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The use of precast concrete superstructure elements can expedite project delivery, improve work-zone safety, and reduce overall project cost. To accelerate construction, the precast elements must be connected quickly on-site, ideally using as little additional material as possible. While the excellent tension and bond strengths of ultra-high performance concrete (UHPC) make it ideal for this purpose, the time at which UHPC achieves its design strength is directly proportional to the rate of hydration of the cementitious binder. While UHPC may provide the best solution in many instances, alternative joint materials that utilize polymer binders, instead of cementitious ones, may be more suitable if rapid strength gain is needed. This project explores a potential alternative closure joint material, fiber-reinforced polymer concrete (FRPC), which displays levels of the two critical characteristics (bond and tension strength) that are comparable to, or potentially better than, those of UHPC. FRPC has the advantage of requiring shorter closure windows (approximately 4 hours versus 72 hours of UHPC) due to the very rapid strength gain of the polymer, which could be ideal for overnight construction or rehabilitation projects, and provides an additional option to the engineer and contractor when choosing a closure joint material for a given circumstance.
The objectives of the research are to:
· Review the most promising FRPC materials,
· Assess the temperature dependent properties of FRPC behavior,
· Characterize the mechanical properties (tensile, flexural, and compressive strength) of FRPC, and
· Characterize the splice performance of deformed bars embedded in FRPC materials.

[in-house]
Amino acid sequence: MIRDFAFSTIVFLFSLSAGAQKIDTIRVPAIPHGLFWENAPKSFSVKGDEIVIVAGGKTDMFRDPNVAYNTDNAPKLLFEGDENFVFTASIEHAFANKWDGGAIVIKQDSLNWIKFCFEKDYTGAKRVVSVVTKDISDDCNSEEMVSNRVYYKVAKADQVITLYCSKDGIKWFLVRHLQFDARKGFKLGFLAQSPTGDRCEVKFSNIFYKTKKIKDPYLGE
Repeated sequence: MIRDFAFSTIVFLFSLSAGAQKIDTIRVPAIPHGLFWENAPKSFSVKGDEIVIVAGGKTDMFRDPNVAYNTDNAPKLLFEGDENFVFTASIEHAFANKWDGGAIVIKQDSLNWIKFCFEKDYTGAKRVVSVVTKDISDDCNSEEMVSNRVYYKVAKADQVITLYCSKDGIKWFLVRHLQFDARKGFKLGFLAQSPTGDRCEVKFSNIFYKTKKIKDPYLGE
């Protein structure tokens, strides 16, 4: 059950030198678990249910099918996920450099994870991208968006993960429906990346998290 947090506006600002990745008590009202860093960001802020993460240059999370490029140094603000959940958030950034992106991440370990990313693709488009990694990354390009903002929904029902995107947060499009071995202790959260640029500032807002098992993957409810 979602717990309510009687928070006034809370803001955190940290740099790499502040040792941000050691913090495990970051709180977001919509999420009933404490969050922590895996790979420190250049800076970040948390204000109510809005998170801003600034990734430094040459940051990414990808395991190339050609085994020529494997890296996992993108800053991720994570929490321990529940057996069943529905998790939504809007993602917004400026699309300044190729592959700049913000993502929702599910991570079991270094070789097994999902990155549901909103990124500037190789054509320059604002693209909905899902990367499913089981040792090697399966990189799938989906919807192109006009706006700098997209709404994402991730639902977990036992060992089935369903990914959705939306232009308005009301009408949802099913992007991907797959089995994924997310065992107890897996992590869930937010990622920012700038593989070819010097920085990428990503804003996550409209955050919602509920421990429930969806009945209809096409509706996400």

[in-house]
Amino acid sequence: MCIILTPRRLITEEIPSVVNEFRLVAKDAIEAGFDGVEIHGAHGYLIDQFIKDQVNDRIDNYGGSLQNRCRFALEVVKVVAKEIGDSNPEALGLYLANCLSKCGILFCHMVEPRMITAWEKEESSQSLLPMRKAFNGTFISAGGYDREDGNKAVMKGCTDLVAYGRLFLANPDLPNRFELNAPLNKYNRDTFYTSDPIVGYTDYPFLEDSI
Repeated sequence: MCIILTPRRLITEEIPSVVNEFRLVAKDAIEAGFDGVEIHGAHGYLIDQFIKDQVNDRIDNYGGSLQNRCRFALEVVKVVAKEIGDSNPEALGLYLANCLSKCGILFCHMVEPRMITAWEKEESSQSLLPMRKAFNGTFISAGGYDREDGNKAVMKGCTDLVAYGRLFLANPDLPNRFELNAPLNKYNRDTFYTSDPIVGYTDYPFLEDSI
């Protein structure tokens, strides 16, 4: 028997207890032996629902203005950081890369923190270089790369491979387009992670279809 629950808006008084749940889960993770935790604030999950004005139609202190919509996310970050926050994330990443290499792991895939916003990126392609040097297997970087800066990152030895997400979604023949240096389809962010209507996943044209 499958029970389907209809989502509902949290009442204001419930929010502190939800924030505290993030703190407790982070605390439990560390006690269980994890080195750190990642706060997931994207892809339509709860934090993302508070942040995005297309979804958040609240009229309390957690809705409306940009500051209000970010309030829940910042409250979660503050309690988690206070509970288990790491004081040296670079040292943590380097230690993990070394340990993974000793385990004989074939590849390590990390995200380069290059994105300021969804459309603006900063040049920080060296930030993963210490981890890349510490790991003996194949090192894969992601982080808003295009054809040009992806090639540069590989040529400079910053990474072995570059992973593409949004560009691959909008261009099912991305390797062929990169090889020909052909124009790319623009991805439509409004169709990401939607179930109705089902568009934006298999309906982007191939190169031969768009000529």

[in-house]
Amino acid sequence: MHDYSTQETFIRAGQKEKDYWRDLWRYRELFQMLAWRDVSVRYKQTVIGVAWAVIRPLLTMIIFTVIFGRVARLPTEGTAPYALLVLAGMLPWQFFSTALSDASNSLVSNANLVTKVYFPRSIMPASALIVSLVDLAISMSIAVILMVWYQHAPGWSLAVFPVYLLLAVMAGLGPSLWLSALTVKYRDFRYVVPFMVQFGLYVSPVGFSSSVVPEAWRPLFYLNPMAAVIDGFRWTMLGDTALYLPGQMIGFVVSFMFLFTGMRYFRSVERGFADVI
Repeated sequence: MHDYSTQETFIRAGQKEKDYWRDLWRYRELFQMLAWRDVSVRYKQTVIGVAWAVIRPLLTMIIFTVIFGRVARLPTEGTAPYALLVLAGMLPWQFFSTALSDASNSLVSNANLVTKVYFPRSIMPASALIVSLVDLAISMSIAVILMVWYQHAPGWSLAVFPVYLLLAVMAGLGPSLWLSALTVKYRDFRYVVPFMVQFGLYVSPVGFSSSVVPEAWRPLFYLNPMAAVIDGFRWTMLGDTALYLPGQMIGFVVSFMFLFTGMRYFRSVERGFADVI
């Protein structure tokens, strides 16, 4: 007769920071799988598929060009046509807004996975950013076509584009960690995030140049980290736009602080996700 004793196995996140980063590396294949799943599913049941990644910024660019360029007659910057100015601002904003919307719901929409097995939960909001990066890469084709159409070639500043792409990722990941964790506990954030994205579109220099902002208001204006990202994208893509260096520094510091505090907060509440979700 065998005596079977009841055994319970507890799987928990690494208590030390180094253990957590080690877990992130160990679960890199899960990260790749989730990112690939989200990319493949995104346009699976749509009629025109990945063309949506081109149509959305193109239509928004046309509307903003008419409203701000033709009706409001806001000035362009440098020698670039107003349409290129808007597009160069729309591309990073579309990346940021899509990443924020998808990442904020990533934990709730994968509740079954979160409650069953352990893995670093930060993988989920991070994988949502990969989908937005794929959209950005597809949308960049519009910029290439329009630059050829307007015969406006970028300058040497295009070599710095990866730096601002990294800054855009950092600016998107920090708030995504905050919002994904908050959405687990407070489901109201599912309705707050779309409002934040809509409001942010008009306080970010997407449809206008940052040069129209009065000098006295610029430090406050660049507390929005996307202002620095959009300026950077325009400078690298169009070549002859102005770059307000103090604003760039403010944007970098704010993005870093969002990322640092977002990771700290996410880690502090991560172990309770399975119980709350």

Based on the results of this experimental investigation, recommendations for the use of FRPC in ABC applications will be developed to maximize the benefit of this relatively new material for different ABC project applications.
The project includes five tasks to achieve these objectives:
Task 1 – Literature Review
A comprehensive review of past experimental research involving fiber reinforced polymer concrete will be completed, and a database will be established that compares the available polymer chemistries in terms of their mechanical and physical properties.
Task 2 – FRPC Material Characterization
The mechanical properties of FRPC materials (compressive strength, modulus of elasticity, flexural toughness, and tension strength) will be measured at several test temperatures and ages using standard test methods that would be part of a typical quality control program.
Task 3 – Testing of Splice Specimens
The tests will focus on a simplified, non-contact splice configuration that isolates the behavior of reinforcement in a closure joint to a specimen size that can be conditioned using conventional laboratory equipment and tested using a universal testing machine under precise displacement control. The variables that will be investigated include the temperature at time of testing, embedded length of the bar, overlap length between bars, bar spacing, side cover, and bar size.
Task 4 – Development of Design Recommendations
The results of the non-contact lap-splice tests and the measured mechanical properties will be used to develop design recommendations for precast concrete closure joints using FRPC. These design recommendations will be used to develop example joint configurations for connecting common precast concrete superstructure elements, such as decked girders or precast deck panels.
Task 5 – Interim and Final Reporting
The research team will submit timely quarterly reports, present annually at the Research Days meeting, and complete final report summarizing findings reached during the project.
Principal Investigator: Travis Thonstad, Assistant Professor
Research Assistant: Carolyn Donohoe, MSCE Student